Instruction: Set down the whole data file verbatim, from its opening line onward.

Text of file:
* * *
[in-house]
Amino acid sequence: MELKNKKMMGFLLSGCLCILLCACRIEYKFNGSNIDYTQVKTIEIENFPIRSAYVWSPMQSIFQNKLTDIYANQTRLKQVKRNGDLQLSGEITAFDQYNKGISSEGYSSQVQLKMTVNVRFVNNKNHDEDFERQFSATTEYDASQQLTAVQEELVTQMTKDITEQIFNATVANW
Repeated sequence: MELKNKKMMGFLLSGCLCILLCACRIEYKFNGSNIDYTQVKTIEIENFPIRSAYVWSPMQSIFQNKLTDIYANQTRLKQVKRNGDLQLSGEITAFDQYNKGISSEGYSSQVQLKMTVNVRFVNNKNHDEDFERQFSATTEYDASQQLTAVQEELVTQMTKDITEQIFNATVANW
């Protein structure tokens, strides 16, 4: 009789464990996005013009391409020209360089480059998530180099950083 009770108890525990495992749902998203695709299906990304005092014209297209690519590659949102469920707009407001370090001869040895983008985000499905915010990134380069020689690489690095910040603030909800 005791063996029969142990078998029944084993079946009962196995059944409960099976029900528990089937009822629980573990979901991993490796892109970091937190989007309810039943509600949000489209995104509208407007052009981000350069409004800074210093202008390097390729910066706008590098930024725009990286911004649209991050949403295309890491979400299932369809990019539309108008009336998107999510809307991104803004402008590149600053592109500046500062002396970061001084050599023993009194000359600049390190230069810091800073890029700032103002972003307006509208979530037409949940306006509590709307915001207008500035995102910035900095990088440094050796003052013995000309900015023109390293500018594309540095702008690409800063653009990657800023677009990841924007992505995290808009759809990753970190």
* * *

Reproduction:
[in-house]
Amino acid sequence: MELKNKKMMGFLLSGCLCILLCACRIEYKFNGSNIDYTQVKTIEIENFPIRSAYVWSPMQSIFQNKLTDIYANQTRLKQVKRNGDLQLSGEITAFDQYNKGISSEGYSSQVQLKMTVNVRFVNNKNHDEDFERQFSATTEYDASQQLTAVQEELVTQMTKDITEQIFNATVANW
Repeated sequence: MELKNKKMMGFLLSGCLCILLCACRIEYKFNGSNIDYTQVKTIEIENFPIRSAYVWSPMQSIFQNKLTDIYANQTRLKQVKRNGDLQLSGEITAFDQYNKGISSEGYSSQVQLKMTVNVRFVNNKNHDEDFERQFSATTEYDASQQLTAVQEELVTQMTKDITEQIFNATVANW
């Protein structure tokens, strides 16, 4: 009789464990996005013009391409020209360089480059998530180099950083 009770108890525990495992749902998203695709299906990304005092014209297209690519590659949102469920707009407001370090001869040895983008985000499905915010990134380069020689690489690095910040603030909800 005791063996029969142990078998029944084993079946009962196995059944409960099976029900528990089937009822629980573990979901991993490796892109970091937190989007309810039943509600949000489209995104509208407007052009981000350069409004800074210093202008390097390729910066706008590098930024725009990286911004649209991050949403295309890491979400299932369809990019539309108008009336998107999510809307991104803004402008590149600053592109500046500062002396970061001084050599023993009194000359600049390190230069810091800073890029700032103002972003307006509208979530037409949940306006509590709307915001207008500035995102910035900095990088440094050796003052013995000309900015023109390293500018594309540095702008690409800063653009990657800023677009990841924007992505995290808009759809990753970190």